The Real Winners and Losers From UFC Fight Night 175

Lyle Fitzsimmons@@fitzbitzFeatured ColumnistAugust 30, 2020

Sean Brady during a welterweight mixed martial arts bout against Court McGee, Friday, Oct. 18, 2019, at UFC Fight Night in Boston. (AP Photo/Elise Amendola)
Elise Amendola/Associated Press

It was a UFC Fight Night with a little something for everyone.

There were quick submissions, wide decisions, impressive newcomers and compelling veterans.

And by the time it was over, one man had moved a few notches closer to possible glory at 205 pounds.

No. 5 contender and former title challenger Anthony Smith met sixth-ranked Aleksandar Rakic in the main event in a weight class that's suddenly opened up at the top since champion Jon Jones vacated his title in anticipation of an expected move to heavyweight.

That fight was preceded by a return to the Octagon by former welterweight champion Robbie Lawler, who faced veteran Neil Magny after a year on the shelf and in the midst of a streak that's seen him lose four of five fights since his final successful title defense in 2016.

No spoilers here, you'll have to read on to see how things went.

If you're looking for hints, though, it was a good night for favorites, with eight of the 10 fighters with minuses next to their names winding up as winners. Bets across the board on the favorites would have netted a profit of $550 while going all-in on the underdogs yielded a loss of $590.

ESPN+ had the broadcast call with Brendan Fitzgerald and Paul Felder on the mics and Laura Sanko handling between-fights and backstage feature duties.

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Bleacher Report was on hand for all five-plus hours and compiled a full-card list of winners and losers. Take a look at our takeaways and see how much we have in common with yours.

Winner: Angling for a Title Shot

For Smith, the end of 2020 can’t come soon enough.

The former light heavyweight title challenger was on the short end of another one-sided loss to a fellow top-10 contender, dropping a unanimous decision to Rakic in the three-round main event of Saturday’s card at the UFC Apex in Las Vegas.

It was a meeting of the No. 5 (Smith) and No. 6 (Rakic) contenders at 205 pounds, and it put the winner into an enviable position now that the title has been vacated.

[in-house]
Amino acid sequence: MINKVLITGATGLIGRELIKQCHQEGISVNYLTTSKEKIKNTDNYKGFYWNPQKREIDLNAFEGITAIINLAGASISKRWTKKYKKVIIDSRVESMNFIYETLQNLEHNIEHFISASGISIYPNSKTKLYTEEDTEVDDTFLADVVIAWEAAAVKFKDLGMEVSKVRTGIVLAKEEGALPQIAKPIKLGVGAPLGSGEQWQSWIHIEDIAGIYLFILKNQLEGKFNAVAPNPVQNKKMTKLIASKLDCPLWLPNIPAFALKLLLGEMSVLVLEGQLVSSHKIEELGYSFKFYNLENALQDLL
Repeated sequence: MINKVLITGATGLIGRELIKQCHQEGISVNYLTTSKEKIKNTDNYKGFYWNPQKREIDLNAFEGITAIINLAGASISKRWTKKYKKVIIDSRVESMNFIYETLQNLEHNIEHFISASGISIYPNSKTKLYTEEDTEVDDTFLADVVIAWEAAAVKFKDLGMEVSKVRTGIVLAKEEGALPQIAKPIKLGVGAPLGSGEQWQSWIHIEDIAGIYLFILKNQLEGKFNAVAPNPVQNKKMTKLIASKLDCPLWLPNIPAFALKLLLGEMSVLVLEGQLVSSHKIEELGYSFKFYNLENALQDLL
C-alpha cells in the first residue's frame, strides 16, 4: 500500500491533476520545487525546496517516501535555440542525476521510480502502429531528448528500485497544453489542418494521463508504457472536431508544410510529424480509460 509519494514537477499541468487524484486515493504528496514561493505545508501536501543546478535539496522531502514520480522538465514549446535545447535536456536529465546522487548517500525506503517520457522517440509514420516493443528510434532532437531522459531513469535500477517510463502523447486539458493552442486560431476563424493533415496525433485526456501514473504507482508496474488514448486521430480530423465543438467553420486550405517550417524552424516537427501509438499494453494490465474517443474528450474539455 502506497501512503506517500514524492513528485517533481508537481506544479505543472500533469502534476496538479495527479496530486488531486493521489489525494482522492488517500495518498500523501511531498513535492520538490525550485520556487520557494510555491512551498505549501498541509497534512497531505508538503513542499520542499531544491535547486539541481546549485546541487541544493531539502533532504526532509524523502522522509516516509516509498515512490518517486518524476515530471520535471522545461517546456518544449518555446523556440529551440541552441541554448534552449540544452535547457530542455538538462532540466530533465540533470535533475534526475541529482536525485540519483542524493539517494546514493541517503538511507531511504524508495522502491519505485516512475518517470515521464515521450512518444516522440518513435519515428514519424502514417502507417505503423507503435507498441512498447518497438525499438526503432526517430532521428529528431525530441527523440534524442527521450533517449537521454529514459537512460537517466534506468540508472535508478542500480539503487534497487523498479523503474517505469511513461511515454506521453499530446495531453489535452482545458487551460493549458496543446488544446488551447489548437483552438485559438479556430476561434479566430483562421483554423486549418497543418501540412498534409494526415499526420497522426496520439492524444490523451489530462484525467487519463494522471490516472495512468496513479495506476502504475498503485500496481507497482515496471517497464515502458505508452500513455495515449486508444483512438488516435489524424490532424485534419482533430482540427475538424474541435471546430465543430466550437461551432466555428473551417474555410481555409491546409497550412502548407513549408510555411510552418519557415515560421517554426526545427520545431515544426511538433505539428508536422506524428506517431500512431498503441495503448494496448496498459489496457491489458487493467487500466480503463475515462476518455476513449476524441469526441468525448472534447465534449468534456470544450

Smith was brutally stopped by Glover Teixeira in May and has now lost three of four since the start of 2019.

Dominick Reyes and Jan Błachowicz will fight for the belt at UFC 253 next month, and Rakic made no secret of his plans going forward.

“These guys need to take me seriously now because I am going to be in the top five,” he said. “You know what’s next. The belt is next.”

Rakic dominated with his punches and his leg kicks throughout 15 minutes, in addition to complete control when the fight went to the ground. He had a 136-20 edge in overall strikes, a 40-7 advantage in significant strikes, scored the only knockdown with a leg kick and had 12 minutes and 16 seconds of control time compared to a mere five seconds for Smith.

“It was just a dominant well-rounded performance,” Felder said.

Rakic agreed.

“It feels amazing. My first main event in the fight capital,” he said. “I felt a lot of pressure with a lot of people watching me back home. Everybody underestimated my wrestling and my grappling. The focus was a lot of pressure. Doing a lot of damage on the ground.” 

Loser: Returning Welterweight Champions

Lawler may or may not fight again.

But if he chooses to return yet again, he’d be best served by avoiding Magny.

The veteran welterweight had his strategic way with the former 170-pound champion throughout their three-round co-main event, controlling distance on his feet and dominating on the mat while scoring a shutout on all three scorecards.

“This is one of the best performances we’ve seen out of Neil Magny,” Felder said. “He was a true mixed martial artist. He was not afraid to stand and exchange when he needed to and just never let (Lawler) find his rhythm. He used his length and used his overall skill set.”

Indeed, the 33-year-old from Brooklyn gave a sign of things to come in the first two minutes of the first round, when he stuffed a Lawler takedown and spent the remainder of the session mixing ground strikes with mat control.

More of the same followed in the final two rounds, as Lawler was consistently unable to land the big sweeping punches he was seeking. Magny was able to stay at an effective distance while landing punches and kicks and took the fight to the ground whenever Lawler applied too much heat.

Overall, he landed 121 strikes to Lawler’s 17.

“It’s definitely a feather in the cap, beating a legend like Robbie Lawler,” Magny said. “It feels good to execute a game plan and beat a fighter of his caliber.”

It solidified his name in history as well, moving him past Matt Hughes and into undisputed possession of second place with 17 career wins at welterweight—trailing only George St. Pierre’s 19.